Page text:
Elastomeric materials have commonly been used over the years to provide barrier properties in chemical/biological (CB) protective clothing. One novel approach to reducing the weight of CB protective clothing is based on the use of selectively permeable membranes. The ideal permselective membrane for CB protective garments would provide a high moisture vapor transport rate while providing extremely low to negligible transport rates of hazardous chemicals and biologicals. The goal of the work reported in this abstract is to improve the permselectivity of membranes through the ion beam modification of their surface layers. Measurement of permselectivity was made through a vapor permeation method. A wide variety of untreated and ion beam modified commercially available membrane materials were tested as functions of activity level for water and a number of organic compounds. The variables initially investigated included ion type and irradiation energy level. Irradiation generally decreased permeation of both water and organic compounds, but measurements suggest that the organic compound permeation was decreased to a higher degree, thus increasing permselectivity. This effect is significantly more pronounced in certain modified membrane chemical structures when compared to others. This paper primarily addresses the ion beam modification process and the vapor permeation method utilized to determine permselectivity.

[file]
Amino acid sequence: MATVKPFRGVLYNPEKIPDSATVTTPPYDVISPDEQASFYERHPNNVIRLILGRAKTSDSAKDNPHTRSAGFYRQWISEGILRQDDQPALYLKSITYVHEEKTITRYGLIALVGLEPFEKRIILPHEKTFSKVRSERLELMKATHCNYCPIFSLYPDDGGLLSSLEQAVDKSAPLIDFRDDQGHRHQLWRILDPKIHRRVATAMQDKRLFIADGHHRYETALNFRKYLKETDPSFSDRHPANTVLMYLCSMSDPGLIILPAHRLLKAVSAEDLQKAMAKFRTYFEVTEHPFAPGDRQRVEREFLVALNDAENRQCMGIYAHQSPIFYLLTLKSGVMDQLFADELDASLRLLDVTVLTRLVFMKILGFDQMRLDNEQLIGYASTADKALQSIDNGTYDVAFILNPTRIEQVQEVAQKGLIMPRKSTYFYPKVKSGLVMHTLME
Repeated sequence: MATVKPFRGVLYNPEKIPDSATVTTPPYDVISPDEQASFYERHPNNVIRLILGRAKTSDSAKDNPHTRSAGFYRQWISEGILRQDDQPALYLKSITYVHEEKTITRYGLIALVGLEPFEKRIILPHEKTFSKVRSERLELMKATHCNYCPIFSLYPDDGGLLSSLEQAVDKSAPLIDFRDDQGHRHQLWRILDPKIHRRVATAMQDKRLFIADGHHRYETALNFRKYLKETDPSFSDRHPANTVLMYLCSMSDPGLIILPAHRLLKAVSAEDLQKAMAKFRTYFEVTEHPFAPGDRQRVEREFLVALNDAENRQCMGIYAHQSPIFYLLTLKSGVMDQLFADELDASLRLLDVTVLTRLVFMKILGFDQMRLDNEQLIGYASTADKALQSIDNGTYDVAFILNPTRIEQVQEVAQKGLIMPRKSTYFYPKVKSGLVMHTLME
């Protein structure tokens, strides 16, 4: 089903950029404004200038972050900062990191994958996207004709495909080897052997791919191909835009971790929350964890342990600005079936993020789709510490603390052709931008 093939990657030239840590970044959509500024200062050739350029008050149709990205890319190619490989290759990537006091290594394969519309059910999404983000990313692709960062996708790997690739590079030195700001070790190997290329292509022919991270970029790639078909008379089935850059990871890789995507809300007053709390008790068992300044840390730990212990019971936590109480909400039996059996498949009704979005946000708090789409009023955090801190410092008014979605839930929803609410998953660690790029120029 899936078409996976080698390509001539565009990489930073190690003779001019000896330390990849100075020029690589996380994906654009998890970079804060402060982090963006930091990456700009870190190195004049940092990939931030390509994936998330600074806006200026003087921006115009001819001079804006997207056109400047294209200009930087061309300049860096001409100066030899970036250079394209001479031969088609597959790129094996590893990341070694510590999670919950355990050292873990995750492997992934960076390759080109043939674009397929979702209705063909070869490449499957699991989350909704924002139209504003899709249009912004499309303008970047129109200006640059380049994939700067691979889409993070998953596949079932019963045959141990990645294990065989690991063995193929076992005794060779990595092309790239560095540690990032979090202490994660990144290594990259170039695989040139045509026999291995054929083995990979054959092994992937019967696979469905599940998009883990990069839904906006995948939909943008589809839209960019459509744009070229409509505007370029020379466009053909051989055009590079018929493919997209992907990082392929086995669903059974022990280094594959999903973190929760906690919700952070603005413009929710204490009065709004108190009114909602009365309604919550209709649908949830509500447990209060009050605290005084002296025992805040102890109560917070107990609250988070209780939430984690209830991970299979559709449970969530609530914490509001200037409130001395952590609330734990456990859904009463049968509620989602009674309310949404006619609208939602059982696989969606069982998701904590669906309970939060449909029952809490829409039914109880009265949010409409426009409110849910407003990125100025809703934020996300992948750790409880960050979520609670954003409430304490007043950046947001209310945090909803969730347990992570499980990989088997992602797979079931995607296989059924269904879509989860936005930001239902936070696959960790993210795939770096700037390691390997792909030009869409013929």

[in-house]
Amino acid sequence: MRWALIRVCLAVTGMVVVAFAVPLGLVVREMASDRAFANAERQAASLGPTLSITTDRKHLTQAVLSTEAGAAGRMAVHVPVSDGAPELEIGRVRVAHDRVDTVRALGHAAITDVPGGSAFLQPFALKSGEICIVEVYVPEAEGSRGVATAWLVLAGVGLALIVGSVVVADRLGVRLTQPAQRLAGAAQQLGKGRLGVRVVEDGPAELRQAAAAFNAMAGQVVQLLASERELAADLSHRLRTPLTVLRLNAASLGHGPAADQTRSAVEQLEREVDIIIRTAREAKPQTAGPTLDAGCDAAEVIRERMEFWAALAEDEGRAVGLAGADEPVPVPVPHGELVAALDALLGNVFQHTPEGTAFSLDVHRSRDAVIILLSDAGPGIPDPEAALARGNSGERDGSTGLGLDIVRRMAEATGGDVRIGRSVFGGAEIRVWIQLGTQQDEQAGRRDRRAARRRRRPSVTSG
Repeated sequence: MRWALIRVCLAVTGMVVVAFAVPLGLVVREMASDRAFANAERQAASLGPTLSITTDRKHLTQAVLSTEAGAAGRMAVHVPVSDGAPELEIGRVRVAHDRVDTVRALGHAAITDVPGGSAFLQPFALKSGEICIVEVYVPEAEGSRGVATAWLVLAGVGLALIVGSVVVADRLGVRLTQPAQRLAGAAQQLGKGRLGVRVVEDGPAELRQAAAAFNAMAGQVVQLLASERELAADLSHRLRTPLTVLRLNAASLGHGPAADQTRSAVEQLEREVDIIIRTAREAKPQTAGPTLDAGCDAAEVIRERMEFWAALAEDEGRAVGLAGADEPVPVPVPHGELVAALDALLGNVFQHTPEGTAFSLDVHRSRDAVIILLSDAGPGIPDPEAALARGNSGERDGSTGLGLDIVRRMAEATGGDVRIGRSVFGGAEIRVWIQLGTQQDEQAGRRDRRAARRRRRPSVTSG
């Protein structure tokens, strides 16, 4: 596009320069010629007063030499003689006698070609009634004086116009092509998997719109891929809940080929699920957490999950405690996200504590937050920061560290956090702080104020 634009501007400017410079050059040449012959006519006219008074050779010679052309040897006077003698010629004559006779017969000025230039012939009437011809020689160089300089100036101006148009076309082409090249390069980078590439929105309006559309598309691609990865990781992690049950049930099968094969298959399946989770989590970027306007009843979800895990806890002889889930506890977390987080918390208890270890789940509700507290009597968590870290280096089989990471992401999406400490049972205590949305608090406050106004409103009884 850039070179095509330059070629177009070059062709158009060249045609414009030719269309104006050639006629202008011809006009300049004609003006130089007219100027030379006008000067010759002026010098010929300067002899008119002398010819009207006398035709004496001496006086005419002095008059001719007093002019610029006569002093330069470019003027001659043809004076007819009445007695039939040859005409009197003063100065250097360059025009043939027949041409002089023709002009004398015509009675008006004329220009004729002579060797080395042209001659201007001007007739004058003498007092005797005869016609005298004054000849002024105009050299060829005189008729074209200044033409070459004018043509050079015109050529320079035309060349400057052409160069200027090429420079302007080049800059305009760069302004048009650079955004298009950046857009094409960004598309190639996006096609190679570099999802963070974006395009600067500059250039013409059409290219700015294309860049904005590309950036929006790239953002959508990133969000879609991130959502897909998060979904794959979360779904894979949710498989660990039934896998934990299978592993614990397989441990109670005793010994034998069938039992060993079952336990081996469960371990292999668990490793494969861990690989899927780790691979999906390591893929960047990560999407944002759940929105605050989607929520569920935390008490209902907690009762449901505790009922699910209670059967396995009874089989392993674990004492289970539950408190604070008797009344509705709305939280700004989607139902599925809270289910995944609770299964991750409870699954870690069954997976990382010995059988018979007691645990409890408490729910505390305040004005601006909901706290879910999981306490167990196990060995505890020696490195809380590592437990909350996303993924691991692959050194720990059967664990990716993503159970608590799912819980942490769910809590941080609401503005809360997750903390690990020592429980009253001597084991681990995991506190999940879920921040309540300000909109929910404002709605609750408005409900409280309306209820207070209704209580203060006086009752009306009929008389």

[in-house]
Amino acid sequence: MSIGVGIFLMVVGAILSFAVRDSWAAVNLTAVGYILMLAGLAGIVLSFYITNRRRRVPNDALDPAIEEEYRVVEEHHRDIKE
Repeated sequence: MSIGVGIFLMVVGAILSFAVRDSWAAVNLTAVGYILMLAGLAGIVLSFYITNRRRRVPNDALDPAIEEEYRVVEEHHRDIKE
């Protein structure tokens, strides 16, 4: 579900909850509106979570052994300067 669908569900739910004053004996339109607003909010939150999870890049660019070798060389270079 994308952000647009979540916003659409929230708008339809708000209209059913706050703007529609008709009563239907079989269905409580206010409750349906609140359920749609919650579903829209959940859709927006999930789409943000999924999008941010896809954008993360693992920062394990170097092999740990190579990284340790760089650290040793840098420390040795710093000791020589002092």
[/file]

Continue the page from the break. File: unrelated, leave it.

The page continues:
Ultra-Low Permeation Test Method for Fuel System Applications
P. Delbarre, V. Aadam, B. Bonazza, May 2004
The new and more stringent regulations due in the USA by 2004 call for technical development on both fuel barrier structures and on innovative fuel system designs. They also require new techniques to evaluate emissions from such high performance systems. An experimental technique is described which can measure permeability factors on material samples such as films or plates. In-depth analysis of the technique reveals significant benefits, which makes it a powerful tool to evaluate and compare complex system components such as sub assemblies or large parts such as fuel tank shells. When combined with a gas chromatography, this tool offers an additional advantage of being able to determine the hydrocarbon types permeating from the system. This can be an advantage in developing green" for fuel systems which can control the emissions of toxic and reactive hydrocarbons.